CNP

See DWP's webpage about the Ecology Pond in the

Chatsworth Nature Preserve 

 

 SSMPA Releases Recommendations for a Sustainable Chatsworth Nature Preserve

Most of the land that lies between Plummer Street and Roscoe Blvd., and between Topanga Canyon and Valley Circle Blvds. was seasonal wetland and oak savannah for centuries. Then, in about 1917, the Los Angeles Department of Water and Power acquired over 1,300 acres of the land, built a couple of dams, and transformed the space into "Chatsworth Reservoir."

Use of the area as a functional reservoir for water ended in 1969. The property, still owned by LADWP, has been in a kind of limbo for the last 45 years. In the mid-1990s the Los Angeles City Council approved zoning changes, intended to forestall development of the property, and changed its name from Chatsworth Reservoir to Chatsworth Nature Preserve.

(photo: R.Hedrick)

For many years a shallow "Ecology Pond" has existed on the northern section of the property. The pond often shrank due to evaporation and lack of rain during summer seasons, but DWP usually refilled the pond with water from its public water utility distribution system. The summer of 2015 saw the pond dry up completely, and because of the statewide drought emergency, DWP will not use potable water to refill the ecology pond. DWP is hauling non-potable water to the pond site now, but it evaporates and infiltrates as fast as it is dumped. Many residents are distressed about the loss of a viable pond.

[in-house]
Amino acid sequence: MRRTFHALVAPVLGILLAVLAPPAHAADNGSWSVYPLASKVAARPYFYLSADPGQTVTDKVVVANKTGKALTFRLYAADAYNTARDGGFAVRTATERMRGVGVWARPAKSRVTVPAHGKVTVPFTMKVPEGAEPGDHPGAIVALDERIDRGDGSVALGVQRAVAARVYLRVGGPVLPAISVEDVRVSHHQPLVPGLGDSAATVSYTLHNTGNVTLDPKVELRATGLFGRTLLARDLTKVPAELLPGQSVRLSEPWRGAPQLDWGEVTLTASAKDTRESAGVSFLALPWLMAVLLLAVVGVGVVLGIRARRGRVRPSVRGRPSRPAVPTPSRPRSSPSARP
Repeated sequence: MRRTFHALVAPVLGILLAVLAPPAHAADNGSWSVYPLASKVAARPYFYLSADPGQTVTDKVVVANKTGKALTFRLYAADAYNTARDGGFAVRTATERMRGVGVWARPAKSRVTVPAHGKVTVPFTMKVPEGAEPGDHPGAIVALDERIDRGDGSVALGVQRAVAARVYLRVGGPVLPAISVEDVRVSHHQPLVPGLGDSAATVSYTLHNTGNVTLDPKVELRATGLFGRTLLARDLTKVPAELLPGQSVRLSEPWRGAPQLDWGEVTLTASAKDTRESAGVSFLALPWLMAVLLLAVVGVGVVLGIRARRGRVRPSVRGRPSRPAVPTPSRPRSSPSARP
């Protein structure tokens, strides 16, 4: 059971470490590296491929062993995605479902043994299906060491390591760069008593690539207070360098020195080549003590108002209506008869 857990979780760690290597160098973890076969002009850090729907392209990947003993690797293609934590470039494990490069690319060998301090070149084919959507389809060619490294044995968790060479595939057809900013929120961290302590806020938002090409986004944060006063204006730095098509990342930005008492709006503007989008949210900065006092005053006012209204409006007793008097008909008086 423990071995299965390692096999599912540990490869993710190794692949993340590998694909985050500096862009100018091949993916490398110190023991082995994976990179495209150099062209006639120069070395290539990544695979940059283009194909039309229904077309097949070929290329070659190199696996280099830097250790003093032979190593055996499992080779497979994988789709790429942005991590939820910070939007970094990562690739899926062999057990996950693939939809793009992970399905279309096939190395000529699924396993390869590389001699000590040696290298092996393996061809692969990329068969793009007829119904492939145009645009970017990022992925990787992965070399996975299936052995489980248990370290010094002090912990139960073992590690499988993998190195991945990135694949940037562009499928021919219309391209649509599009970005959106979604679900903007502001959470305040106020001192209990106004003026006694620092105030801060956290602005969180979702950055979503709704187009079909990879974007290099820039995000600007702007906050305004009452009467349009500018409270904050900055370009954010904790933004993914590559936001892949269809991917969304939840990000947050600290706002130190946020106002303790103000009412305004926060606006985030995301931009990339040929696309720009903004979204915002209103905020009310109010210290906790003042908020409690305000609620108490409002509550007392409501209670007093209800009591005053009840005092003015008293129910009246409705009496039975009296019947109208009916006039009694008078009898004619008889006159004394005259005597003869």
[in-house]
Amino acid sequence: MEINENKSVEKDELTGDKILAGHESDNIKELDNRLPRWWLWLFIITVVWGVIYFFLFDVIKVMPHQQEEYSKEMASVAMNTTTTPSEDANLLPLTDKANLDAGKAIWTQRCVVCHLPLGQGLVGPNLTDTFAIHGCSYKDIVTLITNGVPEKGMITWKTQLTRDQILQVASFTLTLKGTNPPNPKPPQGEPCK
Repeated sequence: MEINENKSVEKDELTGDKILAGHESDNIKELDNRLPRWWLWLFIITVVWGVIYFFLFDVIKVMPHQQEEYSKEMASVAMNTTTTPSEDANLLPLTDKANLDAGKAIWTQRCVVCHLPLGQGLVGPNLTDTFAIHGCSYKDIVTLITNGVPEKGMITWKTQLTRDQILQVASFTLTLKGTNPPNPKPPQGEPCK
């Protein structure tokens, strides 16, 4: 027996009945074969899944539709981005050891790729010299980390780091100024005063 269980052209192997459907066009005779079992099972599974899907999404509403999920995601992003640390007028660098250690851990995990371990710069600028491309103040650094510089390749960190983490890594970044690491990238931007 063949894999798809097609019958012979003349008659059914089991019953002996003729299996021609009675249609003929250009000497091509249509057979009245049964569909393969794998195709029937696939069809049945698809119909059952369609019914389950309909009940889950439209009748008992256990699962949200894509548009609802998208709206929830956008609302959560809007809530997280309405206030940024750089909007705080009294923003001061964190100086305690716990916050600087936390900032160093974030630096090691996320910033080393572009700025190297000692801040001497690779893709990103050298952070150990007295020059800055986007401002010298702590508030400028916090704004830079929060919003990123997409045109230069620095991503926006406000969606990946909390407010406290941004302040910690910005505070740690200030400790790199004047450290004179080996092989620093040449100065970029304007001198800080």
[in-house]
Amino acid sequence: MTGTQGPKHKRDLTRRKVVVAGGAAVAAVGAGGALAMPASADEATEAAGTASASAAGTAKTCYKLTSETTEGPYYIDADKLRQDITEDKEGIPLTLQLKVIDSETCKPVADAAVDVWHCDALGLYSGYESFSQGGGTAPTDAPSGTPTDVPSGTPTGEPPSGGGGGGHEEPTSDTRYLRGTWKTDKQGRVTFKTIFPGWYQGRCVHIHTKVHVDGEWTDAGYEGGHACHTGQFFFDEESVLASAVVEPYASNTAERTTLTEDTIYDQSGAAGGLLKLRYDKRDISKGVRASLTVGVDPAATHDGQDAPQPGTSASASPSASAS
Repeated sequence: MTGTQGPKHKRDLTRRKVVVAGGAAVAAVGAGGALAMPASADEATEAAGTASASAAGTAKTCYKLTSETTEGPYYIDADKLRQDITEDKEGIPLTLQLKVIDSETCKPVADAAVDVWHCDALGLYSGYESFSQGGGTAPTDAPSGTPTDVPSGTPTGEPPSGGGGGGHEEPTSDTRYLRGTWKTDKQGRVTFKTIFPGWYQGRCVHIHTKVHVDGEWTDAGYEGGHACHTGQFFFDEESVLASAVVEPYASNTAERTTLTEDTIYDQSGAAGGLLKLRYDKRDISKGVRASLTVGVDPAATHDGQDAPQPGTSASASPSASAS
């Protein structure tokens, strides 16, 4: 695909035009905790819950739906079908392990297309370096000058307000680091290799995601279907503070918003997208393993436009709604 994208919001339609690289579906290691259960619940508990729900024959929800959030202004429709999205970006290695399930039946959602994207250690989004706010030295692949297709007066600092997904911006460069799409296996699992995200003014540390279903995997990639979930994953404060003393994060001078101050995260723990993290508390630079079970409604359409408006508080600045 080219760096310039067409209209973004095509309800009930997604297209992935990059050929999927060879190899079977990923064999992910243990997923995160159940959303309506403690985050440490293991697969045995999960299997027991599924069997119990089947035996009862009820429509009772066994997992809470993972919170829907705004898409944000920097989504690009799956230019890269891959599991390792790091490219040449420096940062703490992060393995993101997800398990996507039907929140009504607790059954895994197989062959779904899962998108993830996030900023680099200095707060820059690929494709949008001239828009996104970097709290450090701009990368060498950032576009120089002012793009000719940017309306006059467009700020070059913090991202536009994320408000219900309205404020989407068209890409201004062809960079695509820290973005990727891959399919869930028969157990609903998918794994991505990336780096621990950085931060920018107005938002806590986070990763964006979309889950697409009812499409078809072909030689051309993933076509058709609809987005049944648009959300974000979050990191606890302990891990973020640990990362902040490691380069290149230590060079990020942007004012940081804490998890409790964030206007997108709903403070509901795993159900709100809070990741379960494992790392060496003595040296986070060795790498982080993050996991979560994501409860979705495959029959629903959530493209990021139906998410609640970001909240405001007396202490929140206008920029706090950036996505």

SSMPA sees three relatively distinct unresolved concerns about the Chatsworth Nature Preserve right now:

  1. Ecology Pond: DWP suggests that it will remodel the pond through dredging, lining, etc. This concern regards the unknowns involved in if, when, and how the pond will be revitalized in the midst of the drought crisis, and how adequate the result will be.
  2. Protecting the property from future development: As long as DWP owns the land there may be a possibility that it could be sold for commercial or residential development. Although the site has been "named" a Nature Preserve, there may not be adequate protections in place to keep it in the public domain.
  3. Operating a healthy and sustainable nature preserve: Action is needed to develop and adhere to a long-term plan to restore and maintain a viable nature preserve. 

SSMPA recently issued the following report proposing possible resolutions to some of our concerns about the future of the Chatsworth Nature Preserve.

 SSMPA's Recommendations for a Sustainable Nature Preserve

The Chatsworth Nature Preserve, owned by the Los Angeles Department of Water and Power (DWP) has reached a critical juncture where immediate action must be taken to avoid further, permanent damage to the habitat that the City of Los Angeles has seen fit to preserve.